However, on the flip side, the Panthers needed to tighten up thier defense on the Broncos 3rd downs.  They allowed the Broncos to convert 50% of their 3rd downs:

wk1_gamebook5b - offense efficiency.png

The Panthers only allowed a similar or higher % in terms of opponents’ 3rd down % in 4 games last season (week 3 New Orleans; week 4 at Tampa; week 16 at Atlanta, week 17 vs Tampa).  By contrast in 7 games last season the Panthers held opponents to a 30% or lower 3rd down conversion %.

 

6.  Here’s  some interesting data from the drive charts:

There’s a bit of an all or nothing trend for the Panthers offense.  They dominated thoroughly on some drives (above average), but did have higher than normal % of futile drives (3 and outs or drives for no gain) as well.

wk1_gamebook6 - Panthers drives.png

The Panthers did a better than usual job for week 1 in scoring when they were deep in opponents territory.  But one glaring weakness was the inability to capitalize off of turnovers.  The Panthers led the league last year in net points off of turnovers, but against the Broncos the Panthers turned only 1 of 3 turnovers into points.  Ultimately that was a BIG difference in the game.

Looking at the Broncos drive data, it’s quite scary to be reminded how often the Broncos were deep in Panthers territory.  The Panthers were fortunate to come up with the 3 takeaways deep in their own territory to stop the Broncos from scoring more.  The Broncos missed lots of opportunities, thankfully.  It’s exciting that the Panthers DID make plays and force turnovers, no question, but there’s also no question that the Broncos gashed the Panthers D quite badly on some plays:

TWO THIRDS of Broncos drives crossed the Panthers 40 yard line!!!!   There was only one game in last year’s regular season where the Panthers allowed an opponent to cross the 40 more than 50% of the time:  the week 16 loss to Atlanta.

wk1_gamebook6b - Opponents drives.png

7.  Defensive Pressure:

Both teams had a total of 20 pressures / sacks / takeaways.  The big difference was in QB hurries.  The Panthers definitely need to get more pressure in terms of a pass rush.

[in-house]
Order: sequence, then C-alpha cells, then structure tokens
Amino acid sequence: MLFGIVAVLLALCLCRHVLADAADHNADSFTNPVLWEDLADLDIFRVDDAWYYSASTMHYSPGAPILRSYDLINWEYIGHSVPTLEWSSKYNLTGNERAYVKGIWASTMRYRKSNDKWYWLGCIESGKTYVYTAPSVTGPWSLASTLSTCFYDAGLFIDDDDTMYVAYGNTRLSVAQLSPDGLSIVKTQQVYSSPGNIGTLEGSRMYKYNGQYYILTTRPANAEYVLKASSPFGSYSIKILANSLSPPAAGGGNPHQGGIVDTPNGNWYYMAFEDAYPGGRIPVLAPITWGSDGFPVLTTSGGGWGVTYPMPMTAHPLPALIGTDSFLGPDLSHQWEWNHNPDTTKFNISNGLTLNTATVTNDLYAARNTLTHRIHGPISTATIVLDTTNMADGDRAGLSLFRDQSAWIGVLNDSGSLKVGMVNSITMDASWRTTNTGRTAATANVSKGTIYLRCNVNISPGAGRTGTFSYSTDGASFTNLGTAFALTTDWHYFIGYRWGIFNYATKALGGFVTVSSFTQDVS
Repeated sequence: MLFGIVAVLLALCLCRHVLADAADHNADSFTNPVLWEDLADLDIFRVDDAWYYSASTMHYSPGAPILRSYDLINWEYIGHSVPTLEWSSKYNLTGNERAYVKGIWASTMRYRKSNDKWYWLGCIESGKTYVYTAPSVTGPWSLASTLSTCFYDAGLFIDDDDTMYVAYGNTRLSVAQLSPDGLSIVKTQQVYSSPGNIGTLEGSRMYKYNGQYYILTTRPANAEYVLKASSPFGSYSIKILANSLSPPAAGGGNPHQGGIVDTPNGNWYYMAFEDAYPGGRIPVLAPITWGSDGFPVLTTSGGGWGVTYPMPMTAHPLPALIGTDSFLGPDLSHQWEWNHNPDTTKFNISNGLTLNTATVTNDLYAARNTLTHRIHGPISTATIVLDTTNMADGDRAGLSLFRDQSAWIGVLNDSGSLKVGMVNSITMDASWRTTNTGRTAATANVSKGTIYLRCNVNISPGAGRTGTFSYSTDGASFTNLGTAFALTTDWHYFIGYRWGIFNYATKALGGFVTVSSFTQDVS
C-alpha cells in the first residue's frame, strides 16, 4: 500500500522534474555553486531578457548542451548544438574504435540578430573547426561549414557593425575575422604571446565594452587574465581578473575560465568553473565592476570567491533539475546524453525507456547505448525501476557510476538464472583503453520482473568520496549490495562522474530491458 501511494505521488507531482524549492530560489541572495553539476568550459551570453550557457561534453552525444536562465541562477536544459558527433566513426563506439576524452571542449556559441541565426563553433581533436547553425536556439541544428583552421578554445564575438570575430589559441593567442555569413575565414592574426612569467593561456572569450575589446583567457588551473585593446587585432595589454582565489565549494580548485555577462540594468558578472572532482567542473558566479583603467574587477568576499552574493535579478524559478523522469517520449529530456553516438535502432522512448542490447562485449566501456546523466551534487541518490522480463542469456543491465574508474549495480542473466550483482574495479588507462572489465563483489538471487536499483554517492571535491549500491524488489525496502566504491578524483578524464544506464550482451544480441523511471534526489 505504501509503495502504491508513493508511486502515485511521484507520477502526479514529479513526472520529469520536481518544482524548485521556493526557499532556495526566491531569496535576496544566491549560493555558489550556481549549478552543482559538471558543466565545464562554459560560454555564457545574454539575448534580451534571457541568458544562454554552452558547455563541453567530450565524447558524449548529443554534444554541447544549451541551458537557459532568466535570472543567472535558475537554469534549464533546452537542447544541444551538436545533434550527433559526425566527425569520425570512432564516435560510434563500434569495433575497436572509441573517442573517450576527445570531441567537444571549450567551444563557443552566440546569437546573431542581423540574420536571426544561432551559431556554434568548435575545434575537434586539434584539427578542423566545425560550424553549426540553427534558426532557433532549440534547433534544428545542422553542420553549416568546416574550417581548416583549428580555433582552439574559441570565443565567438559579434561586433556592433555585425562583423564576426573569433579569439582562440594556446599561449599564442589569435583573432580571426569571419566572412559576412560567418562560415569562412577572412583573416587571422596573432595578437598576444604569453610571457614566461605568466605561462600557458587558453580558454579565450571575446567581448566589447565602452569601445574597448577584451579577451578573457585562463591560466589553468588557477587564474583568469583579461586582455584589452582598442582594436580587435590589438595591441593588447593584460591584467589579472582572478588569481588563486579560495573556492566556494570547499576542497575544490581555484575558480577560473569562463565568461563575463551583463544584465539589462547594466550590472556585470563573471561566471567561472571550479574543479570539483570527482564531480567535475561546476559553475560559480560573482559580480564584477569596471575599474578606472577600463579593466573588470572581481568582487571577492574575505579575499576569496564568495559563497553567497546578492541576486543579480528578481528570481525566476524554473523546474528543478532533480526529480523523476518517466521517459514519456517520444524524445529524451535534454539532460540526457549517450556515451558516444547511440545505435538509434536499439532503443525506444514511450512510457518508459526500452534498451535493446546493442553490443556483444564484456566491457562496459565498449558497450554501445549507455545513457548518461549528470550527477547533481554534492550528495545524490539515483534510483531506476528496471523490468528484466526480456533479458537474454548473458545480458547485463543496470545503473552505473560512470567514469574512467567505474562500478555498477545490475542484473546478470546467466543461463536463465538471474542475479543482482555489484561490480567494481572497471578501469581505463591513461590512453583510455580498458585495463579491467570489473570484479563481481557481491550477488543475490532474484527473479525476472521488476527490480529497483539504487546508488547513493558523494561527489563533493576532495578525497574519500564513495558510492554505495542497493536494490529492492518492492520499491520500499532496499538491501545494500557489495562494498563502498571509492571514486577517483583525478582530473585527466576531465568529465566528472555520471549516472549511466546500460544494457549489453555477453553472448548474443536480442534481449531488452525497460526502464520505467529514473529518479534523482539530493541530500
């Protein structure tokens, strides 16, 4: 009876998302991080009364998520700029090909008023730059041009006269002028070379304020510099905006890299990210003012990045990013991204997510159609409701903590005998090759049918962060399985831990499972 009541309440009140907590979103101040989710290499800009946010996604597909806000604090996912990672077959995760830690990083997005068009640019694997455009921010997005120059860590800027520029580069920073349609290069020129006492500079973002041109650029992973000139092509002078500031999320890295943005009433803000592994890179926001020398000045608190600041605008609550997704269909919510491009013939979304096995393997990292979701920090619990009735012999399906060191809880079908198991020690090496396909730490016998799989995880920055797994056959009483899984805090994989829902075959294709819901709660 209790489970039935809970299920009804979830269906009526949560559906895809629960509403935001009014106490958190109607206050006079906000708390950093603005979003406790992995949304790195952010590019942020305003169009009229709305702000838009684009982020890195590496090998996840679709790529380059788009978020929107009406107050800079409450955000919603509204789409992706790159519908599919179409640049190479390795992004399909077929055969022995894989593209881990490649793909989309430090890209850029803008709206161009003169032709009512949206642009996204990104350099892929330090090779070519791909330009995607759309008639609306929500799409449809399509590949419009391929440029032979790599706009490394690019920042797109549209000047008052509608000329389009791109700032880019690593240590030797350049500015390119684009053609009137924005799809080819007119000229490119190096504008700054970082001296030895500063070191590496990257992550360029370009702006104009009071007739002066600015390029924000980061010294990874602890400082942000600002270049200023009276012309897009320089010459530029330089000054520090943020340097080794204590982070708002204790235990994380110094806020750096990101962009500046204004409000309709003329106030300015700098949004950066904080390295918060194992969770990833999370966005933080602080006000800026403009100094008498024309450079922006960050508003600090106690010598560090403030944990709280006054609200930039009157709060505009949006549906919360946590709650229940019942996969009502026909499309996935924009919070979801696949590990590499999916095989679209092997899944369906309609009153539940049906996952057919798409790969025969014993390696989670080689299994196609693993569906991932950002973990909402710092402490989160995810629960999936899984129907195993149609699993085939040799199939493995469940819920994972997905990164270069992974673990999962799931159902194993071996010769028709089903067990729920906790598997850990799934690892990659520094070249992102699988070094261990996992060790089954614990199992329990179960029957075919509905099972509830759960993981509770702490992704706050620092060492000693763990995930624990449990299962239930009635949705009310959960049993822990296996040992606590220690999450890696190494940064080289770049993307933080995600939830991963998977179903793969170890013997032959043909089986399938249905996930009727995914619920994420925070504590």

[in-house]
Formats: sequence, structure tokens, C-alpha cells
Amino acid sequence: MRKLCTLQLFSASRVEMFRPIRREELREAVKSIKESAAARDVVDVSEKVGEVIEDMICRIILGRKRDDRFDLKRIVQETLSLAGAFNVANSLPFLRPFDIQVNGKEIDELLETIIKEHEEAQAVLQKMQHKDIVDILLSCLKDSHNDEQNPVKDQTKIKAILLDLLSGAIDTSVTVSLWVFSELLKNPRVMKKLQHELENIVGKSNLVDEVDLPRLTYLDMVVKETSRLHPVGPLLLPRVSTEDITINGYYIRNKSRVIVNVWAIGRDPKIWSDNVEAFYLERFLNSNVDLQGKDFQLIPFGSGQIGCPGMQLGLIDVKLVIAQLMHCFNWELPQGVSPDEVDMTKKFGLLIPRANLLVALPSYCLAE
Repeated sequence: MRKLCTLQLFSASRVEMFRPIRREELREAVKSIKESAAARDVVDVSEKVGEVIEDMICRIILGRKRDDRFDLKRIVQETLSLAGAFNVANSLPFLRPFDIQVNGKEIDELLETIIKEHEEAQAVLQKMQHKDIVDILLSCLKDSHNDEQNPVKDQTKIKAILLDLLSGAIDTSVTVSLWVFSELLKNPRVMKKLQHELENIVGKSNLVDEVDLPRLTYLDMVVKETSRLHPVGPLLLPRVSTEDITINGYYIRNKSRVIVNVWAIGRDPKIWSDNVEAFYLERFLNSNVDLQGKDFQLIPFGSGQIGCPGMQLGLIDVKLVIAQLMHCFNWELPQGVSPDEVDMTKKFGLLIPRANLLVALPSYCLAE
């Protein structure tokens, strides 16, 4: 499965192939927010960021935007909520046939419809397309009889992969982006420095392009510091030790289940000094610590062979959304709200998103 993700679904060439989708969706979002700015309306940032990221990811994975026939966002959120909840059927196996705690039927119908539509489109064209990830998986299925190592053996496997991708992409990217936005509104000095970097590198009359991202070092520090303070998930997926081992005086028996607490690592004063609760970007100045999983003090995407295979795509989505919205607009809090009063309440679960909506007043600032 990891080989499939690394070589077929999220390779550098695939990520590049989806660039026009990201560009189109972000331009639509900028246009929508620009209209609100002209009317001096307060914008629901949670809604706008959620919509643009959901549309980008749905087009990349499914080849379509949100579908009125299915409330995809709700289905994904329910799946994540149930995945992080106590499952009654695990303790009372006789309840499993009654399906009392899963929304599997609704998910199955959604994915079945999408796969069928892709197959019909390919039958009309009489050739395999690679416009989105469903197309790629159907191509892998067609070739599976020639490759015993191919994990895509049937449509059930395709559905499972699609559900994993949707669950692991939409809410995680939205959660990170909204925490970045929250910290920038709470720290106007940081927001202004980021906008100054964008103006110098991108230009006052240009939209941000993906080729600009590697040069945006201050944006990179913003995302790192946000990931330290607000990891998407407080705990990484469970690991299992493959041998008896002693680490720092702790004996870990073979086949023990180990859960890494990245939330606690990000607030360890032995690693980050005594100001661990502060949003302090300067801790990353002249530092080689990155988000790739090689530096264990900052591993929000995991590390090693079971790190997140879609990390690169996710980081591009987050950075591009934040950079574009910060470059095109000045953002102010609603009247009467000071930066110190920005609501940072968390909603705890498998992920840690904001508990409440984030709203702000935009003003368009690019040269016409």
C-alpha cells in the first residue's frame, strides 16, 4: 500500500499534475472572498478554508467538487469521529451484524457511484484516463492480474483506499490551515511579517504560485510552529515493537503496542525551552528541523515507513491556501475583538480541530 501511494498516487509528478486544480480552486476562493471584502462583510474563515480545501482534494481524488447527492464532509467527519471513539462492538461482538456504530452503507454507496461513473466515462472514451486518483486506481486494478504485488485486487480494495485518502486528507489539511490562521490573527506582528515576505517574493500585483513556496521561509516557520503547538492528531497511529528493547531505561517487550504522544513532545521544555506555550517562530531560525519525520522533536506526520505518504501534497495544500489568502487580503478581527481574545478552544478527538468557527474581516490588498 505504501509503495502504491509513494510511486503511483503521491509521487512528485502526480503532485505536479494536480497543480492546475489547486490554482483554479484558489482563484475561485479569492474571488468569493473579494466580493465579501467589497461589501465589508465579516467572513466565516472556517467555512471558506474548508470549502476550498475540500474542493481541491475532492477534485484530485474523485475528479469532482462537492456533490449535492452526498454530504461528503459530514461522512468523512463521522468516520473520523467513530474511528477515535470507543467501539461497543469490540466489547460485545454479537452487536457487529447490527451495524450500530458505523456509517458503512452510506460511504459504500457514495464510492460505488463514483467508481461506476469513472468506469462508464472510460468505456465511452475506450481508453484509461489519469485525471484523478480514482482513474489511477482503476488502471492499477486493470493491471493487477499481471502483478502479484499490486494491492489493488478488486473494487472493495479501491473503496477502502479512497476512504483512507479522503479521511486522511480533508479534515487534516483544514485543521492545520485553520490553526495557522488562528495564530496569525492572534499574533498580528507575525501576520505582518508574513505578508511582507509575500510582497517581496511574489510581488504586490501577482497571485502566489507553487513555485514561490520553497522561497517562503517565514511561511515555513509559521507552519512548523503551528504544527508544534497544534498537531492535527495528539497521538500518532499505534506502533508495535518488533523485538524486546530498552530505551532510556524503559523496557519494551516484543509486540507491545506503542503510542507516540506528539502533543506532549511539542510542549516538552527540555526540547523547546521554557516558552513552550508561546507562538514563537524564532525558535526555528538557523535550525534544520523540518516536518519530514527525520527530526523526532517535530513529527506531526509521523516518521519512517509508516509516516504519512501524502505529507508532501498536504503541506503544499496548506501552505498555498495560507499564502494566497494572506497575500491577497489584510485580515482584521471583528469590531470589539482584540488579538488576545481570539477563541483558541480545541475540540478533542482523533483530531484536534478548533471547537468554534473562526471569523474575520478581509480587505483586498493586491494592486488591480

wk1_gamebook7 - defensive pressures.png

Also the Broncos Pass Defense stats show why the Panthers couldn’t get much going in the passing game.

 

8.  Finally, the very sad sad story of PENALTIES:

Lastly, unfortunately, one cannot ignore the penalty stats for the game.  They are pretty telling.   I will never be one to jump up and down and scream that games are rigged or blame losses on the refs, but the one-sided nature of the penalty calls is pretty striking and it made a difference, fairly or unfairly….

wk1_gamebook8 - penalties.png

Only two teams the Panthers played last regular season (Indy week 8 and the Atlanta loss in week 16) had lower opponent penalty totals, and no game in the 2015 regular season had a similarly high penalty yard differential.    The highest penalty yard differential against the Panthers last season was 41 yards against the Giants.

 

SUMMARY  (TL;DR):

So there you have an overview of some of the key themes and stats of the Carolina Panthers week 1 loss to the Broncos

Reasons to be encouraged:

1. Strong 1st half, got off to an early lead – much stronger than most of our recent week 1 games in that respect

2.  Panthers rushing game.  Moved the ball well.

3.  General offensive efficiency:  Panthers 1st downs; 3rd down conversions; Red Zone %  and general ability to convert good field position to points (except for the final missed FG).  Offense put the team in position to win.

4. Panthers takeaways.

 

Reasons to be discouraged:

1. Poor run defense / gave up 6 big plays (10+ yards rushing)

2. Not good enough in 3rd down defense;  Consistently allowed Broncos deep in Panther territory.

3. Penalties

4. Not enough pressure on the QB

5. Didn’t convert enough takeaways into points.

6. No vertical passing game